A senior banker for Credit Suisse who was involved in putting together the deals that now threaten to bankrupt Mozambique left the Swiss bank shortly afterwards to go into business with a key beneficiary of the deals, Lebanese businessman Iskandar Safa, Zitamar News can reveal.
Andrew Pearse, a New Zealander who helped two companies owned by Mozambique’s secret services borrow $1.47 billion in deals that were hidden from the Mozambican public and parliament, went into business with Iskandar Safa at the same time as the bulk of the money that he raised for Mozambique was transferred to Safa’s ship-building company in the United Arab Emirates, called Abu Dhabi Mar.
The deals have caused an unprecedented economic and political crisis in Mozambique, whose government guaranteed the loans but now finds itself struggling to keep up with the repayments of more than $300 million per year. Since the hidden loan to ProIndicus was discovered in April this year, the IMF and international donors have suspended financial aid to the country which is having to make deep cuts to basic services in order to avoid defaulting on the loans.
Pearse was involved in the initial structuring of the ProIndicus deal while in the Emerging Markets Financing Group at Credit Suisse, although he left the bank in June 2013 before the full amount of the loan was completed later that year. The EMATUM loan was arranged by the Capital Markets team and signed on 30 August 2013, after Pearse’s departure from Credit Suisse in June 2013.
EMATUM came to light in September that year when Credit Suisse and BNP Paribas sold the $850 million EMATUM loan on international capital markets, in the form of loan participation notes. EMATUM combined a fishing fleet with naval defence vessels, while ProIndicus is purely a coastal defence equipment deal, according to the Mozambique government.
EMATUM’s accounts show it transferred almost all of its money – $836.3 million – to Abu Dhabi Mar, a company wholly owned by Privinvest, in September and October 2013. Privinvest is Safa’s family holding company which operates in naval construction, maritime transport, real estate and oil and gas exploration. The rest of the money EMATUM borrowed was spent on bank fees, the company’s accounts show.
Such details are not yet available for ProIndicus, whose $622 million loan in 2013 from Credit Suisse and Russian bank VTB Capital was not sold on the capital markets. Fisheries minister Agostinho Mondlane told a press conference in Maputo on 28 April 2016 that the equipment for EMATUM and ProIndicus had come from the same supplier – Abu Dhabi Mar – in order to keep costs down.
Shortly after the EMATUM and ProIndicus deals closed in 2013, Pearse took up directorships at a number of companies owned by Iskandar Safa, all using the name Palomar. In September 2013, he established Palomar Natural Resources with American oil and gas executive John Buggenhagen.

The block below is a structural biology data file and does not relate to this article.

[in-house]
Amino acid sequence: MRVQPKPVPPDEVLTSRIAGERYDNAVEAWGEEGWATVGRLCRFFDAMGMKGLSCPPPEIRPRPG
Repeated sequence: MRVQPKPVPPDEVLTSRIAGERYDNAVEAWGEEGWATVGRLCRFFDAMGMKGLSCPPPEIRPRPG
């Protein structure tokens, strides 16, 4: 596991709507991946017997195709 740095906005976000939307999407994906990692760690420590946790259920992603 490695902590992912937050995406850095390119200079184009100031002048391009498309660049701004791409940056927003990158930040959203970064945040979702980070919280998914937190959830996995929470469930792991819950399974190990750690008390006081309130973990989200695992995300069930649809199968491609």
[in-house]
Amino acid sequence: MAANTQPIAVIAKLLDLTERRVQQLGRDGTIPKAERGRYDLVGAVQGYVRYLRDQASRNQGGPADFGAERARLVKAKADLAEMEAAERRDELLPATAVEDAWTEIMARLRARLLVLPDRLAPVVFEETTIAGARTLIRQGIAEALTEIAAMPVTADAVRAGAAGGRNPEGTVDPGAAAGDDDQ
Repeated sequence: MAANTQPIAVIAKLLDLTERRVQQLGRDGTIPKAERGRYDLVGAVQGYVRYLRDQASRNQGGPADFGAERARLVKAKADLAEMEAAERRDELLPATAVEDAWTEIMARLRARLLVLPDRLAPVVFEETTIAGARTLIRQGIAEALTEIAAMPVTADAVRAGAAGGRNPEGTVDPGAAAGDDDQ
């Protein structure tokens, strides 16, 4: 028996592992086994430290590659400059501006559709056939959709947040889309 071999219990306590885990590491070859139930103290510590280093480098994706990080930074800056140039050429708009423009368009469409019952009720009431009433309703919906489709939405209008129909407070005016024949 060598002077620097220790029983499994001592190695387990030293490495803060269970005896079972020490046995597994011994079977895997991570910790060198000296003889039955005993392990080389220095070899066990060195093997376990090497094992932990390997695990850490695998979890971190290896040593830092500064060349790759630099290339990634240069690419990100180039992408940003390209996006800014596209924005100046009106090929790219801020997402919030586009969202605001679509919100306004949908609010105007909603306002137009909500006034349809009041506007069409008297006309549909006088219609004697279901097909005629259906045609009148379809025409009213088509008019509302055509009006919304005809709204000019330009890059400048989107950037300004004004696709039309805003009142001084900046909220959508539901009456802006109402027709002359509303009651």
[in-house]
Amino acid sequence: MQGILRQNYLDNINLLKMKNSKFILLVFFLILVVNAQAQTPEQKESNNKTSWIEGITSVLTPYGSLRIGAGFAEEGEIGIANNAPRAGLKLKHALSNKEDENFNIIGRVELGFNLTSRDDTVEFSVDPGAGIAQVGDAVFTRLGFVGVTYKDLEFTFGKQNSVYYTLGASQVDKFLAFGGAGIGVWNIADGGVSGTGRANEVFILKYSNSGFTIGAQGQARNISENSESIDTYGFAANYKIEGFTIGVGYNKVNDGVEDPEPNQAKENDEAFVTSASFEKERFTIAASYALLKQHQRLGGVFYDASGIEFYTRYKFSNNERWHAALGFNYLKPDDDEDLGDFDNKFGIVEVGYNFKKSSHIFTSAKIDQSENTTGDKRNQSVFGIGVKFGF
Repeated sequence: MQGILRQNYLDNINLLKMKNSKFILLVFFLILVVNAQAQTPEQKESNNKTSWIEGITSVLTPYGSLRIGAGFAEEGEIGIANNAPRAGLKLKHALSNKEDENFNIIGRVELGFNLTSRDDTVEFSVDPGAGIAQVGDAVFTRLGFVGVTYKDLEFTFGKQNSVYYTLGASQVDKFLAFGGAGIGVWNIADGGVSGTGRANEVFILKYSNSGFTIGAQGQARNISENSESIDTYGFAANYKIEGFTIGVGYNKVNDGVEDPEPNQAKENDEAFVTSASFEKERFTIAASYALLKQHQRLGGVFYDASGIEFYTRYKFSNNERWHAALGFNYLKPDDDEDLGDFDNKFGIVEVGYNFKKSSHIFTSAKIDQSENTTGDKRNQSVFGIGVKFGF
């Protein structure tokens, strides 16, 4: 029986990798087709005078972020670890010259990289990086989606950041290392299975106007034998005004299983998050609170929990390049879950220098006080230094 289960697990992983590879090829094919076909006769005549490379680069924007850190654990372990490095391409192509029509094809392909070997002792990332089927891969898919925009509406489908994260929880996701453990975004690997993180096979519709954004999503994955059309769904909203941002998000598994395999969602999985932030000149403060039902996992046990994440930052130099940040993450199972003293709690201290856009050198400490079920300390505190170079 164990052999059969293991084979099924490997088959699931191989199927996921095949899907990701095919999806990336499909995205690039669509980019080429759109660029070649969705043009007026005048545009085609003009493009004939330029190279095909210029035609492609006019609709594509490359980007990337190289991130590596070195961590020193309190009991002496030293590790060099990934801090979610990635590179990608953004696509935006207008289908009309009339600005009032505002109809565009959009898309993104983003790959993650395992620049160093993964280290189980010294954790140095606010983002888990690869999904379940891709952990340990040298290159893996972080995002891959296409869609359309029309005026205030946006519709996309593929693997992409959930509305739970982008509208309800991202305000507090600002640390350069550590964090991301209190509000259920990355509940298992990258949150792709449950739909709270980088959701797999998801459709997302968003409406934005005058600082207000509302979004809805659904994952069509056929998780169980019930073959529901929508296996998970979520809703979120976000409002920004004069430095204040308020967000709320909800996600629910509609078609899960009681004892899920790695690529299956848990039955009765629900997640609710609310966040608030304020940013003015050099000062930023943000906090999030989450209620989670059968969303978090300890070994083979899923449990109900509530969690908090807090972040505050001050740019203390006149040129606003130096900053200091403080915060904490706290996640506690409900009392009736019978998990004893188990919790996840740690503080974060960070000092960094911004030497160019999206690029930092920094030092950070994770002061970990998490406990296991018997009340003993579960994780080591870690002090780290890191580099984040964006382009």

In October, he was appointed director of Zurich-based financial advisory company, Palomar Capital Advisors, and a month later took over took over chairmanship of the company from Christopher Langford, a UK lawyer who is a director of a number of Iskandar Safa’s companies – including Abu Dhabi Mar Europe, and Abu Dhabi Mar UK.
Pearse has since been joined at Palomar Capital Advisors by another employee from Credit Suisse’s emerging markets debt team – the German Dominic Schultens. Market sources describe Schultens’ role as being to arrange financing solutions for maritime security contracts similar to EMATUM and ProIndicus for other African countries.
Leaked documents from Panama-based law firm Mossack Fonseca show that Pearse and Langford are both directors and shareholders of Palomar Holdings Limited, registered in the British Virgin Islands – whose other shareholders include Safa’s ship-building company Privinvest Shipbuilding LLC, and Privinvest Holding SAL.
In Liechtenstein, a company called Palomar Invest is currently in liquidation – but offers more evidence of Palomar’s links to Safa. The company was founded in October 2013 as Privinvest Africa – a company which, according to the LinkedIn profile of one of its directors based in Nigeria, is “a major promoter of transfer of technology to Africa in weapon systems and shipbuilding.”
A previous version of this article stated that Andrew Pearse is in the pay of, and working directly for, Privinvest and its owner, Iskandar Safa. We are happy to clarify that Pearse is in fact a co-investor along with Privinvest, in Palomar.
We also said Privinvest is owned jointly by Iskandar Safa and by the Abu Dhabi royal family. In fact, “Privinvest bought out their co-investor some years ago”, a Privinvest spokesman told us.
The Privinvest spokesman told us further: “Palomar has been, will be and is a valuable part of the Privinvest group and Palomar provides its considerable skills and experience for the wider Privinvest group and also third parties.”
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